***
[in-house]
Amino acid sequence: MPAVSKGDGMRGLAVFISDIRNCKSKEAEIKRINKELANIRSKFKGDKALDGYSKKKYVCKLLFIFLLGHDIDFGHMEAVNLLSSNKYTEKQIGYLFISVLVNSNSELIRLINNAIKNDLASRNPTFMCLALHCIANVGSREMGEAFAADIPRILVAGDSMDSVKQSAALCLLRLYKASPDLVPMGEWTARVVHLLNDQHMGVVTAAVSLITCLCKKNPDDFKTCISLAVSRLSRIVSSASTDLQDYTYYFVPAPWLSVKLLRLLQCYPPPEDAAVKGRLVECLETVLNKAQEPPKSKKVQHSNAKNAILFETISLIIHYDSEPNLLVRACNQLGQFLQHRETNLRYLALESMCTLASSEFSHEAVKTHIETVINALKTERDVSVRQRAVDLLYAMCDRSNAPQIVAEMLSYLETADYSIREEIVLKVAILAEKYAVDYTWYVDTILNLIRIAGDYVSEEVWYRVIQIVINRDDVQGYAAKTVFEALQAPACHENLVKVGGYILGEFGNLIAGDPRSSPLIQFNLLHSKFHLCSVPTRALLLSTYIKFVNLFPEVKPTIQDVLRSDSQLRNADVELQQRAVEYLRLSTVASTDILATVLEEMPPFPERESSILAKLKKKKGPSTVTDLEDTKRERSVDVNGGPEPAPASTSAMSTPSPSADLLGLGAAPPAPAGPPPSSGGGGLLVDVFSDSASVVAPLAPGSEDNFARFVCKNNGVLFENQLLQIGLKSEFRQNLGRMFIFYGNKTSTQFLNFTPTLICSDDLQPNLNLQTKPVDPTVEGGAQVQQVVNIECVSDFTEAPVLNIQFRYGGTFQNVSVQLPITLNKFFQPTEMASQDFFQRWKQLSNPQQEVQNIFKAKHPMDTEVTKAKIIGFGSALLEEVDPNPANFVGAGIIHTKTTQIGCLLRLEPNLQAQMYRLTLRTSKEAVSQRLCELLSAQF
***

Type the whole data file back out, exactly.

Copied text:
[in-house]
Amino acid sequence: MPAVSKGDGMRGLAVFISDIRNCKSKEAEIKRINKELANIRSKFKGDKALDGYSKKKYVCKLLFIFLLGHDIDFGHMEAVNLLSSNKYTEKQIGYLFISVLVNSNSELIRLINNAIKNDLASRNPTFMCLALHCIANVGSREMGEAFAADIPRILVAGDSMDSVKQSAALCLLRLYKASPDLVPMGEWTARVVHLLNDQHMGVVTAAVSLITCLCKKNPDDFKTCISLAVSRLSRIVSSASTDLQDYTYYFVPAPWLSVKLLRLLQCYPPPEDAAVKGRLVECLETVLNKAQEPPKSKKVQHSNAKNAILFETISLIIHYDSEPNLLVRACNQLGQFLQHRETNLRYLALESMCTLASSEFSHEAVKTHIETVINALKTERDVSVRQRAVDLLYAMCDRSNAPQIVAEMLSYLETADYSIREEIVLKVAILAEKYAVDYTWYVDTILNLIRIAGDYVSEEVWYRVIQIVINRDDVQGYAAKTVFEALQAPACHENLVKVGGYILGEFGNLIAGDPRSSPLIQFNLLHSKFHLCSVPTRALLLSTYIKFVNLFPEVKPTIQDVLRSDSQLRNADVELQQRAVEYLRLSTVASTDILATVLEEMPPFPERESSILAKLKKKKGPSTVTDLEDTKRERSVDVNGGPEPAPASTSAMSTPSPSADLLGLGAAPPAPAGPPPSSGGGGLLVDVFSDSASVVAPLAPGSEDNFARFVCKNNGVLFENQLLQIGLKSEFRQNLGRMFIFYGNKTSTQFLNFTPTLICSDDLQPNLNLQTKPVDPTVEGGAQVQQVVNIECVSDFTEAPVLNIQFRYGGTFQNVSVQLPITLNKFFQPTEMASQDFFQRWKQLSNPQQEVQNIFKAKHPMDTEVTKAKIIGFGSALLEEVDPNPANFVGAGIIHTKTTQIGCLLRLEPNLQAQMYRLTLRTSKEAVSQRLCELLSAQF